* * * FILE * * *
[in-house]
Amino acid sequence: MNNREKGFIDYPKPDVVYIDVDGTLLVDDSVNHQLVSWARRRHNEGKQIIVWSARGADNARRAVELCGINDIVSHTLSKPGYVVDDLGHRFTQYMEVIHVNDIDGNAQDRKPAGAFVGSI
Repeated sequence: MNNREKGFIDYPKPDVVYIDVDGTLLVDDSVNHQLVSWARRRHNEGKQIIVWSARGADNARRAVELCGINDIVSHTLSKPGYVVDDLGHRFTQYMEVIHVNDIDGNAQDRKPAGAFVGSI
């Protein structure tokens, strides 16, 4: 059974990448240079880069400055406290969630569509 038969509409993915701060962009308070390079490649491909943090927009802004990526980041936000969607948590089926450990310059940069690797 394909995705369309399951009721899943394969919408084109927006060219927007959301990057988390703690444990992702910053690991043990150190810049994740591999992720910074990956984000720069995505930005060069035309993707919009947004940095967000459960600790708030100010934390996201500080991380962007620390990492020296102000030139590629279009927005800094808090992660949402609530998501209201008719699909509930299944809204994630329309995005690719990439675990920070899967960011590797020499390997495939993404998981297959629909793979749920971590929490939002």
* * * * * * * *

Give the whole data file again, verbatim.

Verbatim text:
[in-house]
Amino acid sequence: MNNREKGFIDYPKPDVVYIDVDGTLLVDDSVNHQLVSWARRRHNEGKQIIVWSARGADNARRAVELCGINDIVSHTLSKPGYVVDDLGHRFTQYMEVIHVNDIDGNAQDRKPAGAFVGSI
Repeated sequence: MNNREKGFIDYPKPDVVYIDVDGTLLVDDSVNHQLVSWARRRHNEGKQIIVWSARGADNARRAVELCGINDIVSHTLSKPGYVVDDLGHRFTQYMEVIHVNDIDGNAQDRKPAGAFVGSI
């Protein structure tokens, strides 16, 4: 059974990448240079880069400055406290969630569509 038969509409993915701060962009308070390079490649491909943090927009802004990526980041936000969607948590089926450990310059940069690797 394909995705369309399951009721899943394969919408084109927006060219927007959301990057988390703690444990992702910053690991043990150190810049994740591999992720910074990956984000720069995505930005060069035309993707919009947004940095967000459960600790708030100010934390996201500080991380962007620390990492020296102000030139590629279009927005800094808090992660949402609530998501209201008719699909509930299944809204994630329309995005690719990439675990920070899967960011590797020499390997495939993404998981297959629909793979749920971590929490939002």